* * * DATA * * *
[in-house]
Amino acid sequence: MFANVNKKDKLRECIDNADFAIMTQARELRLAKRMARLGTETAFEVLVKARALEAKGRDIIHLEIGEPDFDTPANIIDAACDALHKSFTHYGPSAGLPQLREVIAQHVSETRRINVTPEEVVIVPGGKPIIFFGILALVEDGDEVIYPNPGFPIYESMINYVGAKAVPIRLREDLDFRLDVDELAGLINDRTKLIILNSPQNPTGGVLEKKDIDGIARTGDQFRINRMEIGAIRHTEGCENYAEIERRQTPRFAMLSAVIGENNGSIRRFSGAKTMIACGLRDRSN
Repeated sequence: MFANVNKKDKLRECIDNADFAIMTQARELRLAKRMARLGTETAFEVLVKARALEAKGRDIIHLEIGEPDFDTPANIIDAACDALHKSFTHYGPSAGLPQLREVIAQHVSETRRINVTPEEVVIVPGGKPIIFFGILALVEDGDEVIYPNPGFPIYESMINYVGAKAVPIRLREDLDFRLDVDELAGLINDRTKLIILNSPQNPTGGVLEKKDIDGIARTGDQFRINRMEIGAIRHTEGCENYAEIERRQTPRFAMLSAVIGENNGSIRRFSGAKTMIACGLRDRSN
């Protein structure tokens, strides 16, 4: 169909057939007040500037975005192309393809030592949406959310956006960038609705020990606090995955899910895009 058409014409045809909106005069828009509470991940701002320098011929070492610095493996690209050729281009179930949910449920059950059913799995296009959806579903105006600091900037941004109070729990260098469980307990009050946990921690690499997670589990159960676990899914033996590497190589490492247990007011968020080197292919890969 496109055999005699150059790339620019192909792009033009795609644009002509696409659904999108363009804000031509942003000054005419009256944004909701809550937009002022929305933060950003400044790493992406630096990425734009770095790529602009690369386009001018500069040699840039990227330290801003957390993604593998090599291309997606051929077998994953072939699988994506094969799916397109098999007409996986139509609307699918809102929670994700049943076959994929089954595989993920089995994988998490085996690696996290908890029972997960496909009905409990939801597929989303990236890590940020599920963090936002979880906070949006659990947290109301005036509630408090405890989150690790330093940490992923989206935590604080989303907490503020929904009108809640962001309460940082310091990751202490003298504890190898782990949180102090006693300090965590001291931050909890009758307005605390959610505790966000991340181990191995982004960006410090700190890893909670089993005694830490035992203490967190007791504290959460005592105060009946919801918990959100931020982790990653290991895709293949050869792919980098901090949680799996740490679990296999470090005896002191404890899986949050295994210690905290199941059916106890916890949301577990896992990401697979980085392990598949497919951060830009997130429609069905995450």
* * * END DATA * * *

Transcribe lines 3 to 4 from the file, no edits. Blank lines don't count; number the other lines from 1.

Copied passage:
Repeated sequence: MFANVNKKDKLRECIDNADFAIMTQARELRLAKRMARLGTETAFEVLVKARALEAKGRDIIHLEIGEPDFDTPANIIDAACDALHKSFTHYGPSAGLPQLREVIAQHVSETRRINVTPEEVVIVPGGKPIIFFGILALVEDGDEVIYPNPGFPIYESMINYVGAKAVPIRLREDLDFRLDVDELAGLINDRTKLIILNSPQNPTGGVLEKKDIDGIARTGDQFRINRMEIGAIRHTEGCENYAEIERRQTPRFAMLSAVIGENNGSIRRFSGAKTMIACGLRDRSN
């Protein structure tokens, strides 16, 4: 169909057939007040500037975005192309393809030592949406959310956006960038609705020990606090995955899910895009 058409014409045809909106005069828009509470991940701002320098011929070492610095493996690209050729281009179930949910449920059950059913799995296009959806579903105006600091900037941004109070729990260098469980307990009050946990921690690499997670589990159960676990899914033996590497190589490492247990007011968020080197292919890969 496109055999005699150059790339620019192909792009033009795609644009002509696409659904999108363009804000031509942003000054005419009256944004909701809550937009002022929305933060950003400044790493992406630096990425734009770095790529602009690369386009001018500069040699840039990227330290801003957390993604593998090599291309997606051929077998994953072939699988994506094969799916397109098999007409996986139509609307699918809102929670994700049943076959994929089954595989993920089995994988998490085996690696996290908890029972997960496909009905409990939801597929989303990236890590940020599920963090936002979880906070949006659990947290109301005036509630408090405890989150690790330093940490992923989206935590604080989303907490503020929904009108809640962001309460940082310091990751202490003298504890190898782990949180102090006693300090965590001291931050909890009758307005605390959610505790966000991340181990191995982004960006410090700190890893909670089993005694830490035992203490967190007791504290959460005592105060009946919801918990959100931020982790990653290991895709293949050869792919980098901090949680799996740490679990296999470090005896002191404890899986949050295994210690905290199941059916106890916890949301577990896992990401697979980085392990598949497919951060830009997130429609069905995450």